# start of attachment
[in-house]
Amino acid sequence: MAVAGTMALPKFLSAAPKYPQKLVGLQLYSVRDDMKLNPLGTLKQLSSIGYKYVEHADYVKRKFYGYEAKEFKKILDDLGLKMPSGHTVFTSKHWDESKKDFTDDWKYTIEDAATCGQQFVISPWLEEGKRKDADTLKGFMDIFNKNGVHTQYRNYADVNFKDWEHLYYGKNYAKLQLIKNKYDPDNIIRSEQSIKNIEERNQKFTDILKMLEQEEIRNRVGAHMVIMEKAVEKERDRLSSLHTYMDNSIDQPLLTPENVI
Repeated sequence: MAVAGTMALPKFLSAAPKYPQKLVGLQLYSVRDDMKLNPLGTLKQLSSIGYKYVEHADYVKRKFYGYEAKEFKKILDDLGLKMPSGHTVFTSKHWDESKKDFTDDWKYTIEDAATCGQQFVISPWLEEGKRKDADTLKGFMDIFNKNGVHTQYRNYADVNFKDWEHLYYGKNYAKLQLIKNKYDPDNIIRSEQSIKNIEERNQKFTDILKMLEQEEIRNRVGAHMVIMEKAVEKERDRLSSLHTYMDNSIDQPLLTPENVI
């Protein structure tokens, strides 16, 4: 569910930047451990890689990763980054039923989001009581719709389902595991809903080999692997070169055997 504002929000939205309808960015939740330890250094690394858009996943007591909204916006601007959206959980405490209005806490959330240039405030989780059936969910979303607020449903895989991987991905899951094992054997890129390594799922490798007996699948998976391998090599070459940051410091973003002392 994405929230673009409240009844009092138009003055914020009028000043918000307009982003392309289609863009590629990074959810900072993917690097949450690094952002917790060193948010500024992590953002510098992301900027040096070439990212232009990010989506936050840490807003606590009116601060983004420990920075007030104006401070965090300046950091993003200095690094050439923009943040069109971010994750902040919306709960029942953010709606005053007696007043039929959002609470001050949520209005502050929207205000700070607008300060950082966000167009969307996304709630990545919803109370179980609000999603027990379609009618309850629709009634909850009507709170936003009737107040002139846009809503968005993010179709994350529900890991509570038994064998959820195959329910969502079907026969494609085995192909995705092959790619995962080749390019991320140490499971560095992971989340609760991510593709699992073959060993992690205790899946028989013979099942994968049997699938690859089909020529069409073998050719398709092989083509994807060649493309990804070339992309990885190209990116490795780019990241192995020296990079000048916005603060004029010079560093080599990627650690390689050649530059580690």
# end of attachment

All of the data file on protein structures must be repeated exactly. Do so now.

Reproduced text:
[in-house]
Amino acid sequence: MAVAGTMALPKFLSAAPKYPQKLVGLQLYSVRDDMKLNPLGTLKQLSSIGYKYVEHADYVKRKFYGYEAKEFKKILDDLGLKMPSGHTVFTSKHWDESKKDFTDDWKYTIEDAATCGQQFVISPWLEEGKRKDADTLKGFMDIFNKNGVHTQYRNYADVNFKDWEHLYYGKNYAKLQLIKNKYDPDNIIRSEQSIKNIEERNQKFTDILKMLEQEEIRNRVGAHMVIMEKAVEKERDRLSSLHTYMDNSIDQPLLTPENVI
Repeated sequence: MAVAGTMALPKFLSAAPKYPQKLVGLQLYSVRDDMKLNPLGTLKQLSSIGYKYVEHADYVKRKFYGYEAKEFKKILDDLGLKMPSGHTVFTSKHWDESKKDFTDDWKYTIEDAATCGQQFVISPWLEEGKRKDADTLKGFMDIFNKNGVHTQYRNYADVNFKDWEHLYYGKNYAKLQLIKNKYDPDNIIRSEQSIKNIEERNQKFTDILKMLEQEEIRNRVGAHMVIMEKAVEKERDRLSSLHTYMDNSIDQPLLTPENVI
């Protein structure tokens, strides 16, 4: 569910930047451990890689990763980054039923989001009581719709389902595991809903080999692997070169055997 504002929000939205309808960015939740330890250094690394858009996943007591909204916006601007959206959980405490209005806490959330240039405030989780059936969910979303607020449903895989991987991905899951094992054997890129390594799922490798007996699948998976391998090599070459940051410091973003002392 994405929230673009409240009844009092138009003055914020009028000043918000307009982003392309289609863009590629990074959810900072993917690097949450690094952002917790060193948010500024992590953002510098992301900027040096070439990212232009990010989506936050840490807003606590009116601060983004420990920075007030104006401070965090300046950091993003200095690094050439923009943040069109971010994750902040919306709960029942953010709606005053007696007043039929959002609470001050949520209005502050929207205000700070607008300060950082966000167009969307996304709630990545919803109370179980609000999603027990379609009618309850629709009634909850009507709170936003009737107040002139846009809503968005993010179709994350529900890991509570038994064998959820195959329910969502079907026969494609085995192909995705092959790619995962080749390019991320140490499971560095992971989340609760991510593709699992073959060993992690205790899946028989013979099942994968049997699938690859089909020529069409073998050719398709092989083509994807060649493309990804070339992309990885190209990116490795780019990241192995020296990079000048916005603060004029010079560093080599990627650690390689050649530059580690």